Lawmakers are working out the final details of a framework deal on several outstanding issues before going home. Capital Tonight's Nick Reisman has the latest.
ALBANY, N.Y. -- A tentative framework deal has been reached on a host of outstanding issues including a tax cap, rent control and a SUNY tuition plan. But details were not forthcoming on the package of bills in what's known as Albany's Big Ugly.
But some details have leaked out. Rent control for New York City would expire after four years. A property tax cap affecting upstate and the suburban homeowners would end after five years. SUNY tuition would increase $300 a year over five years. Lawmakers hope that once the dust settles on the deal, work can end as early as Wednesday.
"I'm very confident that with the governor, who has shown tremendous leadership and the speaker, who has shown tremendous flexibility, that we will have a session completion by tomorrow," said Senate Majority Leader Dean Skelos.
But advocates for expanding rent control have expressed dismay at the deal struck by Governor Andrew Cuomo, who said he wanted broader regulations. They argue that the income threshold should be higher. Meanwhile, a tax credit benefiting landlords has been extended.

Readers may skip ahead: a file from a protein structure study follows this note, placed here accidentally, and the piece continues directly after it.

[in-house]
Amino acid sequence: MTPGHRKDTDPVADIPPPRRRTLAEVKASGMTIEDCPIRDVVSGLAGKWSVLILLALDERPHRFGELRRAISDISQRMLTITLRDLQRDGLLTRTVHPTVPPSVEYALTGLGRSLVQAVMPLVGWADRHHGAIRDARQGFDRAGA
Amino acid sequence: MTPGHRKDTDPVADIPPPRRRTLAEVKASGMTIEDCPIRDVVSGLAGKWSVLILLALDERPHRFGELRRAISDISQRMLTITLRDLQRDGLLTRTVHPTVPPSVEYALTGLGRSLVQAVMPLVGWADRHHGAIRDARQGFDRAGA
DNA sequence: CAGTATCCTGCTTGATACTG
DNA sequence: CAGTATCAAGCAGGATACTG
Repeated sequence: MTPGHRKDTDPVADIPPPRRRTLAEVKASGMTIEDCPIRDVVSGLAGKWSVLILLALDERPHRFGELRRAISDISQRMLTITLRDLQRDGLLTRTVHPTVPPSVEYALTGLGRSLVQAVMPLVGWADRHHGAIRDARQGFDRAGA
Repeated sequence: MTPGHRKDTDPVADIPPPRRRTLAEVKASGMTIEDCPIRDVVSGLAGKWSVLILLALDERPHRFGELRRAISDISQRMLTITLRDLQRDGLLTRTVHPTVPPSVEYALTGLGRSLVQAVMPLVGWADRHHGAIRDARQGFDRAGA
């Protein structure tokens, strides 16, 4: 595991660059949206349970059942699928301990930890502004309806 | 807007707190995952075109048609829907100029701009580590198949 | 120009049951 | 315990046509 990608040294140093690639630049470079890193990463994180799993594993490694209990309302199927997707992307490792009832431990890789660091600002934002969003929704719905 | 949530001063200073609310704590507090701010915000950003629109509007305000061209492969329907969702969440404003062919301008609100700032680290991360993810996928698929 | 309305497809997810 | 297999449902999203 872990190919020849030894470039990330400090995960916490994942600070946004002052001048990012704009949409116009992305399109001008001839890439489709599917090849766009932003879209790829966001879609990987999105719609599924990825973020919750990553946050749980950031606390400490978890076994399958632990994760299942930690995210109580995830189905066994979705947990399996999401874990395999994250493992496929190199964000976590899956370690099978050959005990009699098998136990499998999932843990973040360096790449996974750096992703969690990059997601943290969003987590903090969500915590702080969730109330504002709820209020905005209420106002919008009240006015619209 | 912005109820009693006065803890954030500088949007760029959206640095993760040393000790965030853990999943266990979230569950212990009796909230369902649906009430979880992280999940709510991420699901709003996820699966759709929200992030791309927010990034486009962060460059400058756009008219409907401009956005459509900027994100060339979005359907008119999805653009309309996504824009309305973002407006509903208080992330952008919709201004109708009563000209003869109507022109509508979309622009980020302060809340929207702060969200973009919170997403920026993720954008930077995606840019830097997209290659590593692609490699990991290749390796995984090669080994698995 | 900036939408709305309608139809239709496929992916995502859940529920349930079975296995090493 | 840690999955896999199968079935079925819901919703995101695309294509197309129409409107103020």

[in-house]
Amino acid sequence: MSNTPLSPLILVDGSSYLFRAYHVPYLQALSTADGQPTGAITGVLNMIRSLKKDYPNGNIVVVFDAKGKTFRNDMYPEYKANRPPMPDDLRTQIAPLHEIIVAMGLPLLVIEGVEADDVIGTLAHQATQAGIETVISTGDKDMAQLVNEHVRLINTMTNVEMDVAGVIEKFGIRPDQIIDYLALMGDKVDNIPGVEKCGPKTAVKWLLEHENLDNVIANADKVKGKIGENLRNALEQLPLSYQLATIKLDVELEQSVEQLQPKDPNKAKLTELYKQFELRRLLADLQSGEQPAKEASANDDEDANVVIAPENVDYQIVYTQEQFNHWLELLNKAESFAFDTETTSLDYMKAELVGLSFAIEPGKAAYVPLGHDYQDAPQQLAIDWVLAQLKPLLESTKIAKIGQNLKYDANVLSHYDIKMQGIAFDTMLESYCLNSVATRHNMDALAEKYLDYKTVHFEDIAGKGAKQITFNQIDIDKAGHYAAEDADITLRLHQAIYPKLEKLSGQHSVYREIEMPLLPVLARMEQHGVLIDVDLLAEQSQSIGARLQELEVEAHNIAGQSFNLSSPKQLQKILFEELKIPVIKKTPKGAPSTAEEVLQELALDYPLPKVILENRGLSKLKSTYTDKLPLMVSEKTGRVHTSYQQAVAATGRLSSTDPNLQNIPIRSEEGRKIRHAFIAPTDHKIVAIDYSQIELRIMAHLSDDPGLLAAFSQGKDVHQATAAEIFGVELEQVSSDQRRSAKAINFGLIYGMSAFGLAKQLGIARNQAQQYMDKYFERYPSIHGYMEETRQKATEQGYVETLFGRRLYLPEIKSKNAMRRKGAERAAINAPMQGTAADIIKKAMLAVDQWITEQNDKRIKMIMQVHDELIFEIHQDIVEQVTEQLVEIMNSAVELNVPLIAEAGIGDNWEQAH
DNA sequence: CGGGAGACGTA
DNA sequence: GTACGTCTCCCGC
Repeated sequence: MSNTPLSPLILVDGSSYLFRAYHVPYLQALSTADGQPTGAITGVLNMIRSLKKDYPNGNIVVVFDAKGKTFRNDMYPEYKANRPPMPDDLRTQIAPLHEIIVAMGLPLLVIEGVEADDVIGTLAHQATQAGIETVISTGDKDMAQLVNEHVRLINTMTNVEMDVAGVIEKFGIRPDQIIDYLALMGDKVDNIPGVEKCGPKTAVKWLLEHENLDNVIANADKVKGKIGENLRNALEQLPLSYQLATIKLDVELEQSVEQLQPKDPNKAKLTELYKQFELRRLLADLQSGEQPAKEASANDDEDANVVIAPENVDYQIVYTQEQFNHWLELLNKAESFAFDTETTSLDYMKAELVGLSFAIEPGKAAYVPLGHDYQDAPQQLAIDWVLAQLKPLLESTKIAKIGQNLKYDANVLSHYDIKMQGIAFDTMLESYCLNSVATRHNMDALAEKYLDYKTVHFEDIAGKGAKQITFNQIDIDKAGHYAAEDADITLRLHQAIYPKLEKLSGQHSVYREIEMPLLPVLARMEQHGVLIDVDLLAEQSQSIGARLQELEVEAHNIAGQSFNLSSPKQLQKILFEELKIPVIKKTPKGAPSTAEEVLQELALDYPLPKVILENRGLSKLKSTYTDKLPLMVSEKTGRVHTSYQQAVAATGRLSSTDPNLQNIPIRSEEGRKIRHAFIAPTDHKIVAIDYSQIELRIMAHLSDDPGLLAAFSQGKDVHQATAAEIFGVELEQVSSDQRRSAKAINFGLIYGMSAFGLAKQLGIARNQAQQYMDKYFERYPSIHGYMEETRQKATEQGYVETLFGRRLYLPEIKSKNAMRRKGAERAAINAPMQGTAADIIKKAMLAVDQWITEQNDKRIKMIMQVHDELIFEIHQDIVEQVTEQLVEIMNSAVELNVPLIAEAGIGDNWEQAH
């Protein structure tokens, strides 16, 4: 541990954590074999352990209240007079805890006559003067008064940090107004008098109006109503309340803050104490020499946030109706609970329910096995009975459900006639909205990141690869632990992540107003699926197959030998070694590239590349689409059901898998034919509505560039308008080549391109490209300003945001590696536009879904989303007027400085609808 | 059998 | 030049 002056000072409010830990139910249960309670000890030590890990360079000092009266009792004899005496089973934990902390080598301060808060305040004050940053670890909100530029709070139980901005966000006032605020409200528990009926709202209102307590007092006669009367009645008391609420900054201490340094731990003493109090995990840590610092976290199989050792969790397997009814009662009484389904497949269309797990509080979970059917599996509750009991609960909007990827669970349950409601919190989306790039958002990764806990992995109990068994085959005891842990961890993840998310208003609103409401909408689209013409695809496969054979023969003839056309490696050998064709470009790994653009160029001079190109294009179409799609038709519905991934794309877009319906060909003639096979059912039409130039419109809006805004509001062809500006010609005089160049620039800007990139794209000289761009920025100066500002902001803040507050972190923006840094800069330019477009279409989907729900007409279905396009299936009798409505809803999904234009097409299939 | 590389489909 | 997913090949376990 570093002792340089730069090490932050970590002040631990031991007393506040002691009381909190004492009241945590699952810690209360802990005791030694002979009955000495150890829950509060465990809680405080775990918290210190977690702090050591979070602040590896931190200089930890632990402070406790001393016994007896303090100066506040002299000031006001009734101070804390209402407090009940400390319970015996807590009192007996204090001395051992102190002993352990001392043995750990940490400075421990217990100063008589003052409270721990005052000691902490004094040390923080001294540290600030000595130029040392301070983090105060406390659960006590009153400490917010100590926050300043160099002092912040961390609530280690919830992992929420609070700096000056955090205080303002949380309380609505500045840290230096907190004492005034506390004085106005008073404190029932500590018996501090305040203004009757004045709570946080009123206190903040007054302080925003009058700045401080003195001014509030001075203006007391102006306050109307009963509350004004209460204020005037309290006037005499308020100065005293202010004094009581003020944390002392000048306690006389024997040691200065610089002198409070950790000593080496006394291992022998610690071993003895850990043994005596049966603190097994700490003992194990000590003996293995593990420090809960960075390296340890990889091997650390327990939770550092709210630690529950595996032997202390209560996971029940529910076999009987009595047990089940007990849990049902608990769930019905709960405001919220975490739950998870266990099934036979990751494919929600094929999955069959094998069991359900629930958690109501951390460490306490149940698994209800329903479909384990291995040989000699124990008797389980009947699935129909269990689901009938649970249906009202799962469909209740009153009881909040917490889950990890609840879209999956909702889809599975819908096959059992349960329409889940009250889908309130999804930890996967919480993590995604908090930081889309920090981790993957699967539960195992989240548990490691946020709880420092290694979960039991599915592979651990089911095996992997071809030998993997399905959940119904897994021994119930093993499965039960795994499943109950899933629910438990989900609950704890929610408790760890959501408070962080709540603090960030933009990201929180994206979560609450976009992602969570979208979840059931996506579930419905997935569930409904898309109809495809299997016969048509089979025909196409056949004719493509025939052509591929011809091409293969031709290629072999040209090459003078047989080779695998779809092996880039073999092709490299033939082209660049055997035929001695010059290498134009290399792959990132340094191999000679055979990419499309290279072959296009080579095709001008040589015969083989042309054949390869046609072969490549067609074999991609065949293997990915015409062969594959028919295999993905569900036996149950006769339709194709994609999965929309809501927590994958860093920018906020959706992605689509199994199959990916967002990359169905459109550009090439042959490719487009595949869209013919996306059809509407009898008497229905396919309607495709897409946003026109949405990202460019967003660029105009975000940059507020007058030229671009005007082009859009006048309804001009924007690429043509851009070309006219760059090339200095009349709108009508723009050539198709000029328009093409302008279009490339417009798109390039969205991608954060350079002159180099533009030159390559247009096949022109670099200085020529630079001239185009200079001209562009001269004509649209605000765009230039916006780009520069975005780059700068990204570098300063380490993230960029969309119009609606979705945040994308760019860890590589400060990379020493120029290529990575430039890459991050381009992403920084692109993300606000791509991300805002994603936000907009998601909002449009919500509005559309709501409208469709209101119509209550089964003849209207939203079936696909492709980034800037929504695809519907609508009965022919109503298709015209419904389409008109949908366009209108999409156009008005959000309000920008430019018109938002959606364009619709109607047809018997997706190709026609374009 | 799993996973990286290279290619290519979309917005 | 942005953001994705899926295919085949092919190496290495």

"We don't know all of the details of that yet, but for the amount of stuff given to the other side of the aisle, I don't know if this is a good deal yet," State Senator Adriano Espaillat said.
But Assembly Speaker Sheldon Silver argues the rent deal is fair.
"I think that we have come up with a deal that as opposed to expiration, as opposed to a straight extender which has been the Senate position all along is a significant improvement," Silver said.
Meanwhile, the bill is expected to include relief from required state spending on local governments and schools in order to accommodate the two percent cap. But Cuomo's less generous pension plan Tier VI is not included.
"I believe the Tier VI discussion is postponed," Assembly Majority Leader Ron Canestrari said.
And with all these issues on the verge of being resolved, same-sex marriage advocates hope their measure could be dealt with soon after. However, lawmakers continue to haggle over religious exemption language, including the definition of a public space.
It's unlikely bills will be printed Tuesday night, setting up a possible vote on these issues for Wednesday. Cuomo did not say if he would keep the Legislature in town Thursday and Friday to pass a same-sex marriage bill.